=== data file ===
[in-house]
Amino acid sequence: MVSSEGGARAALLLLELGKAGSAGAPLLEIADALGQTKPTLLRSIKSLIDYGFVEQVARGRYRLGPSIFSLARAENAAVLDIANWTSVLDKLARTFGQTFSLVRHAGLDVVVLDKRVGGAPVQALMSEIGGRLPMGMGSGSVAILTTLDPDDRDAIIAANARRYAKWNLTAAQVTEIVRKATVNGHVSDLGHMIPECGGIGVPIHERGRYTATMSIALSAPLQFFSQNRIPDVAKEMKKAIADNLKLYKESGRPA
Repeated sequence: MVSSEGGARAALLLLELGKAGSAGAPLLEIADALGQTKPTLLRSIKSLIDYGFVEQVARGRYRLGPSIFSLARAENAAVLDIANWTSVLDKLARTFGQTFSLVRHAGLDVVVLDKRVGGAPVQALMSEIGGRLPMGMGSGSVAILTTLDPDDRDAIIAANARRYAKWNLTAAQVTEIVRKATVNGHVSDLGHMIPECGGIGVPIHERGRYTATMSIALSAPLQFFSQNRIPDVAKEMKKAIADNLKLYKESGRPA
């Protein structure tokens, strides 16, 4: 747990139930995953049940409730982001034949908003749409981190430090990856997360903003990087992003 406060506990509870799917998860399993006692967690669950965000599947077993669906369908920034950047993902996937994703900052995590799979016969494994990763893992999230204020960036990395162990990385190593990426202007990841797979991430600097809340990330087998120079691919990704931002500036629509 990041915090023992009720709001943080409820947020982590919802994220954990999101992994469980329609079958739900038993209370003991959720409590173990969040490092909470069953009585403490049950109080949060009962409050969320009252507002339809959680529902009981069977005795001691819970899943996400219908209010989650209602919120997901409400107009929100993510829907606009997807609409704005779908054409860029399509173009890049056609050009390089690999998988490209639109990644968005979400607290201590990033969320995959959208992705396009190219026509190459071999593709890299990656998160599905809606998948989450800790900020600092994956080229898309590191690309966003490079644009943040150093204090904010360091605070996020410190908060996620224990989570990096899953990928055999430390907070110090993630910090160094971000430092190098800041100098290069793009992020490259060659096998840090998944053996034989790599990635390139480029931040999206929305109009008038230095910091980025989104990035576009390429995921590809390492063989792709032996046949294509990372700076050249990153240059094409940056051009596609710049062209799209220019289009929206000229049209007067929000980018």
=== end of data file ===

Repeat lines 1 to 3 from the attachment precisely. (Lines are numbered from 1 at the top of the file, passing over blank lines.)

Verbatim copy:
[in-house]
Amino acid sequence: MVSSEGGARAALLLLELGKAGSAGAPLLEIADALGQTKPTLLRSIKSLIDYGFVEQVARGRYRLGPSIFSLARAENAAVLDIANWTSVLDKLARTFGQTFSLVRHAGLDVVVLDKRVGGAPVQALMSEIGGRLPMGMGSGSVAILTTLDPDDRDAIIAANARRYAKWNLTAAQVTEIVRKATVNGHVSDLGHMIPECGGIGVPIHERGRYTATMSIALSAPLQFFSQNRIPDVAKEMKKAIADNLKLYKESGRPA
Repeated sequence: MVSSEGGARAALLLLELGKAGSAGAPLLEIADALGQTKPTLLRSIKSLIDYGFVEQVARGRYRLGPSIFSLARAENAAVLDIANWTSVLDKLARTFGQTFSLVRHAGLDVVVLDKRVGGAPVQALMSEIGGRLPMGMGSGSVAILTTLDPDDRDAIIAANARRYAKWNLTAAQVTEIVRKATVNGHVSDLGHMIPECGGIGVPIHERGRYTATMSIALSAPLQFFSQNRIPDVAKEMKKAIADNLKLYKESGRPA